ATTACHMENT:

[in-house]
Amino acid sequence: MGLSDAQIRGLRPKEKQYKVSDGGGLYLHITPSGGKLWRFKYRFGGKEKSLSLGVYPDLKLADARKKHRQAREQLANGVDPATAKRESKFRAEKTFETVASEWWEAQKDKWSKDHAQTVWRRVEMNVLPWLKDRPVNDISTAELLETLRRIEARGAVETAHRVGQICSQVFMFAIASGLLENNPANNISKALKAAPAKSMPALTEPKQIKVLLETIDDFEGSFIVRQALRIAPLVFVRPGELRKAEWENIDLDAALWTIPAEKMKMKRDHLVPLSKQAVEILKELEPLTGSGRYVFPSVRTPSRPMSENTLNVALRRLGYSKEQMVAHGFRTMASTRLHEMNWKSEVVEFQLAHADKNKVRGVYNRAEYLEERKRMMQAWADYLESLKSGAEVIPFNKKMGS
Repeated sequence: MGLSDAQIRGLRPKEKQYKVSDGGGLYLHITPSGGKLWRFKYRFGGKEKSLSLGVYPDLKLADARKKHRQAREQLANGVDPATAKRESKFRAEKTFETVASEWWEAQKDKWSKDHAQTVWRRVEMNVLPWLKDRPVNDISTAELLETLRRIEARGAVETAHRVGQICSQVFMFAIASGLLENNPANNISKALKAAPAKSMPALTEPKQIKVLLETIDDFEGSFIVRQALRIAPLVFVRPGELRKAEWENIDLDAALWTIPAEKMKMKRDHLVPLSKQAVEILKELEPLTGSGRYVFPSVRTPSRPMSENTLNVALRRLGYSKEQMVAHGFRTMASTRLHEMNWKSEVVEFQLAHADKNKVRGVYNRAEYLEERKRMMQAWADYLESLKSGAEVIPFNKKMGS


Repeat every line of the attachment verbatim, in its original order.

[in-house]
Amino acid sequence: MGLSDAQIRGLRPKEKQYKVSDGGGLYLHITPSGGKLWRFKYRFGGKEKSLSLGVYPDLKLADARKKHRQAREQLANGVDPATAKRESKFRAEKTFETVASEWWEAQKDKWSKDHAQTVWRRVEMNVLPWLKDRPVNDISTAELLETLRRIEARGAVETAHRVGQICSQVFMFAIASGLLENNPANNISKALKAAPAKSMPALTEPKQIKVLLETIDDFEGSFIVRQALRIAPLVFVRPGELRKAEWENIDLDAALWTIPAEKMKMKRDHLVPLSKQAVEILKELEPLTGSGRYVFPSVRTPSRPMSENTLNVALRRLGYSKEQMVAHGFRTMASTRLHEMNWKSEVVEFQLAHADKNKVRGVYNRAEYLEERKRMMQAWADYLESLKSGAEVIPFNKKMGS
Repeated sequence: MGLSDAQIRGLRPKEKQYKVSDGGGLYLHITPSGGKLWRFKYRFGGKEKSLSLGVYPDLKLADARKKHRQAREQLANGVDPATAKRESKFRAEKTFETVASEWWEAQKDKWSKDHAQTVWRRVEMNVLPWLKDRPVNDISTAELLETLRRIEARGAVETAHRVGQICSQVFMFAIASGLLENNPANNISKALKAAPAKSMPALTEPKQIKVLLETIDDFEGSFIVRQALRIAPLVFVRPGELRKAEWENIDLDAALWTIPAEKMKMKRDHLVPLSKQAVEILKELEPLTGSGRYVFPSVRTPSRPMSENTLNVALRRLGYSKEQMVAHGFRTMASTRLHEMNWKSEVVEFQLAHADKNKVRGVYNRAEYLEERKRMMQAWADYLESLKSGAEVIPFNKKMGS